Gretchen & Louis Wilson Residence
Weatherization Improvements: High efficiency furnace, attic insulation, air-sealing, weather stripping, ventilation fan
Weatherization Service Provider: Community Action of Minneapolis
When Eric Boyd arrived to inspect the weatherization work conducted on a north Minneapolis home, he was overwhelmed by the reception.
“The homeowners greeted us with a big hug,” said Boyd, a weatherization monitor for the state’s Weatherization Assistance Program. “They were tremendously grateful and said it was one of the greatest things to ever happen to them.”
Boyd was recounting his visit to the Gretchen and Louis Wilson home. The Wilsons were all smiles because they had recently received a new high-efficiency furnace and significant energy upgrades to their 1950’s rambler-style home. All told, they received more than $7,000 in energy-efficient improvements, thanks to the Weatherization Program. What’s more, they were beaming about their latest utility bill from CenterPoint Energy; it showed a $232 credit from the savings.
“We couldn’t believe it when we saw our bill,” said Gretchen Wilson, a veteran on disability who lives on a fixed income with her husband. “We have been toasty warm this winter—no drafts, no icy windows—thanks to the weatherization work of Jack (Bethke) and his weatherization crew. What a great program! We’ve been telling everyone about it—friends, neighbors and fellow parishioners. We could never have afforded the work that was done.”
Gretchen Wilson heard about Weatherization Assistance, a program that increases energy efficiency for low-income households, through a VISTA contact at the Veteran’s Hospital. She applied fi rst for Energy Assistance to help with their high energy bills. Over 160,000 Minnesota households get some financial assistance with their fuel bills each year. Energy Assistance, through Community Action of Minneapolis (CAMPLS), referred Gretchen to the Weatherization Program because the family had a disability status and was struggling with high heating costs.
Dangerous CO levels discovered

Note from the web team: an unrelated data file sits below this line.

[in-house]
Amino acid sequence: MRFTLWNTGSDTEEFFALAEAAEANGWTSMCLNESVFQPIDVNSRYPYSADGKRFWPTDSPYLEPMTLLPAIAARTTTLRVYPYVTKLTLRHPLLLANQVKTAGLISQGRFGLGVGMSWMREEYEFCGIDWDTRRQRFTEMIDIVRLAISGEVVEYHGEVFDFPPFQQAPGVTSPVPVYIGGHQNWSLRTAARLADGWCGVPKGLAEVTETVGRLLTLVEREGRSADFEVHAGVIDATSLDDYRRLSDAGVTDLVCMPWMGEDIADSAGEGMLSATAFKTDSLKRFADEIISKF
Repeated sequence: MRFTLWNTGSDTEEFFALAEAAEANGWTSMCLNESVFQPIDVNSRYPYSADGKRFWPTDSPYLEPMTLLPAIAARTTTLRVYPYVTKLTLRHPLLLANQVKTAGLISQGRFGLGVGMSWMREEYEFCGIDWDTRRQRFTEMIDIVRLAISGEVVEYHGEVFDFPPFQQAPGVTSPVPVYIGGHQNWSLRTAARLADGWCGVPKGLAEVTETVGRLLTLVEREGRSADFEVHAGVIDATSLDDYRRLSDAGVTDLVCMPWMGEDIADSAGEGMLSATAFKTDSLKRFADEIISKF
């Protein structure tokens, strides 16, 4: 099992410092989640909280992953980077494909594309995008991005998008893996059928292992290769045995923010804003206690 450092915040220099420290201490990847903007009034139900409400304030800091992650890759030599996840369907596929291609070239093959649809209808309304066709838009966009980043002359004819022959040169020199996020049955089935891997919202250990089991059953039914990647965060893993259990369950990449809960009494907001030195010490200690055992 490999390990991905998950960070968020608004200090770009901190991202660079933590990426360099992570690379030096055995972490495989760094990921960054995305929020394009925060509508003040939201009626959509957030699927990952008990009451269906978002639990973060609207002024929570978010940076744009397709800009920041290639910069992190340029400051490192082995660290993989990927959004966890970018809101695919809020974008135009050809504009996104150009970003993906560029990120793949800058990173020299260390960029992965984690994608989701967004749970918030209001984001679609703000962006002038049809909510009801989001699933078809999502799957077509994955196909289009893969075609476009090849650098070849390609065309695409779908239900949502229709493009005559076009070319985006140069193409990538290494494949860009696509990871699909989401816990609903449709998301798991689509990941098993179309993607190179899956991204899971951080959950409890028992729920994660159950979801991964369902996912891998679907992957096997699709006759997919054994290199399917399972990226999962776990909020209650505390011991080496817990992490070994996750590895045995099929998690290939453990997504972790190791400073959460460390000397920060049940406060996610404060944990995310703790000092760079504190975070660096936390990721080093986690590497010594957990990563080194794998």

The energy auditor assigned to assess the Wilson home took one look at the couple’s energy bills and knew immediately that something was terribly wrong. The gas bill was about twice as high as it should have been for a house its size.
When assessing the home’s energy needs and doing safety tests, Minneapolis weatherization auditor, Juan Palacios, immediately “red tagged” the Wilson’s furnace as unsafe and inefficient. It was emitting dangerously high levels of carbon monoxide (CO) due to a cracked heat exchanger. What’s more, the house had significant air leaks, where heated air was escaping into the attic and eventually to the outside.
To seal up the home and retain heat, the energy auditor authorized workers to install attic insulation and plug the home’s air leaks. Weather stripping was applied around doors, and air leaks were sealed; CO detectors and smoke alarms were installed, along with a bathroom exhaust fan. Those improvements and a new high-efficiency furnace combined to make for a tighter, far more energy-saving home. Work was completed in mid November, and the results were felt immediately. “A 200 percent difference—like night and day,” said Gretchen Wilson.
All of the weatherization work on the Wilson home was coordinated by CAMPLS, which, in a regular year, would weatherize about 300 homes. But with the state receiving $131 million in stimulus funding from the American Recovery and Reinvestment Act of 2009 (ARRA), “We’re being asked to do seven times the number of homes over an 18- to 24-month period,” said Jack Bethke, manager of weatherization for CAMPLS. “So, the stimulus funds are pushing us to dramatically expand our services.” Bethke said his agency and others across the state have ramped up hiring to meet the demands of the new funding.
Serving more with energy efficiency
According to Marilou Cheple, Weatherization Supervisor in the Office of Energy Security, 17,000 households overall in Minnesota are expected to receive weatherization work from the ARRA funds by March 2012. The majority of those were completed by the end of 2010. In a normal year, the state’s Weatherization Program serves about 4,000 homes.
Cheple said that weatherization assistance is available to homeowners and renters who are at or below 200 percent of the Federal Poverty Income Guidelines. Priority is given to households with at least one elderly or disabled member and to those with the highest heating costs.
Eligible households receive an energy audit to determine cost-effective measures to meet the needs of each home. Services that are typically provided include energy education, exterior wall and attic insulation, and air leak sealing. The energy audit also does efficiency testing and determines repairs or necessary replacements of home heating systems, ensuring energy efficiency and safety.
Cheple explained that with the increased federal funding, weatherization assistance is able to more thoroughly address the energy conservation needs of a home. “For instance, in cases where furnace upgrades are combined with insulation, air leak sealing, and new efficient appliances from the local utility, we can achieve household savings of over 30 percent in energy bills.”
“We’re very grateful to the Community Action staff and the fine job they did on our house,” said Louis Wilson. “They came quickly and took really good care of us and we now have a warm house, and our gas bill is way down. We are very happy.”
To learn more
For more information about Minnesota's Weatherization Assistance Program, including service provider contacts and qualification requirements, visit the Divison of Energy Resources.